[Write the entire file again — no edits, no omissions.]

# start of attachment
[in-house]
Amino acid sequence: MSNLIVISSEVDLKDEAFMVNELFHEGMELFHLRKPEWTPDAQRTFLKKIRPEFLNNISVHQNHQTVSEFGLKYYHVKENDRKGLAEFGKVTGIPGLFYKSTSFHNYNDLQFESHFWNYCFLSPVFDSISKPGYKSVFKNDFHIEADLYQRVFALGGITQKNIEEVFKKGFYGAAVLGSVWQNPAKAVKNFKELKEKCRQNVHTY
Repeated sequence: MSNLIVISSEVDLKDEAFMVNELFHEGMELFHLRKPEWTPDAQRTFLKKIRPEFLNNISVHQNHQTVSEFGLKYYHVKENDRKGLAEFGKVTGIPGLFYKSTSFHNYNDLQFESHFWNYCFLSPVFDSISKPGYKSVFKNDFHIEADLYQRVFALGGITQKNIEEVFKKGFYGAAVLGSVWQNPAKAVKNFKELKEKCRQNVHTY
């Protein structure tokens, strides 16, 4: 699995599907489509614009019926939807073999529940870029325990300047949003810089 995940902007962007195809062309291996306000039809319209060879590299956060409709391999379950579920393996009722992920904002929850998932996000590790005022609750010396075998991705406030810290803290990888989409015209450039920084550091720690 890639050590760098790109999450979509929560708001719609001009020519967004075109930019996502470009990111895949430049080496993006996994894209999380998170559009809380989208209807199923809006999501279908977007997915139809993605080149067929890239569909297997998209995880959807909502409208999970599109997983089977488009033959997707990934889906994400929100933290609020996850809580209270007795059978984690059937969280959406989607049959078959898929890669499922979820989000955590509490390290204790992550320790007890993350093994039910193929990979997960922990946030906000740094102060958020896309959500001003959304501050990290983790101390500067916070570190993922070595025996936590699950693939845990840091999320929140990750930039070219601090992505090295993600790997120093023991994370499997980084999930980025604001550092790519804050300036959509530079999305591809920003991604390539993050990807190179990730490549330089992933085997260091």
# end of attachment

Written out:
[in-house]
Amino acid sequence: MSNLIVISSEVDLKDEAFMVNELFHEGMELFHLRKPEWTPDAQRTFLKKIRPEFLNNISVHQNHQTVSEFGLKYYHVKENDRKGLAEFGKVTGIPGLFYKSTSFHNYNDLQFESHFWNYCFLSPVFDSISKPGYKSVFKNDFHIEADLYQRVFALGGITQKNIEEVFKKGFYGAAVLGSVWQNPAKAVKNFKELKEKCRQNVHTY
Repeated sequence: MSNLIVISSEVDLKDEAFMVNELFHEGMELFHLRKPEWTPDAQRTFLKKIRPEFLNNISVHQNHQTVSEFGLKYYHVKENDRKGLAEFGKVTGIPGLFYKSTSFHNYNDLQFESHFWNYCFLSPVFDSISKPGYKSVFKNDFHIEADLYQRVFALGGITQKNIEEVFKKGFYGAAVLGSVWQNPAKAVKNFKELKEKCRQNVHTY
């Protein structure tokens, strides 16, 4: 699995599907489509614009019926939807073999529940870029325990300047949003810089 995940902007962007195809062309291996306000039809319209060879590299956060409709391999379950579920393996009722992920904002929850998932996000590790005022609750010396075998991705406030810290803290990888989409015209450039920084550091720690 890639050590760098790109999450979509929560708001719609001009020519967004075109930019996502470009990111895949430049080496993006996994894209999380998170559009809380989208209807199923809006999501279908977007997915139809993605080149067929890239569909297997998209995880959807909502409208999970599109997983089977488009033959997707990934889906994400929100933290609020996850809580209270007795059978984690059937969280959406989607049959078959898929890669499922979820989000955590509490390290204790992550320790007890993350093994039910193929990979997960922990946030906000740094102060958020896309959500001003959304501050990290983790101390500067916070570190993922070595025996936590699950693939845990840091999320929140990750930039070219601090992505090295993600790997120093023991994370499997980084999930980025604001550092790519804050300036959509530079999305591809920003991604390539993050990807190179990730490549330089992933085997260091």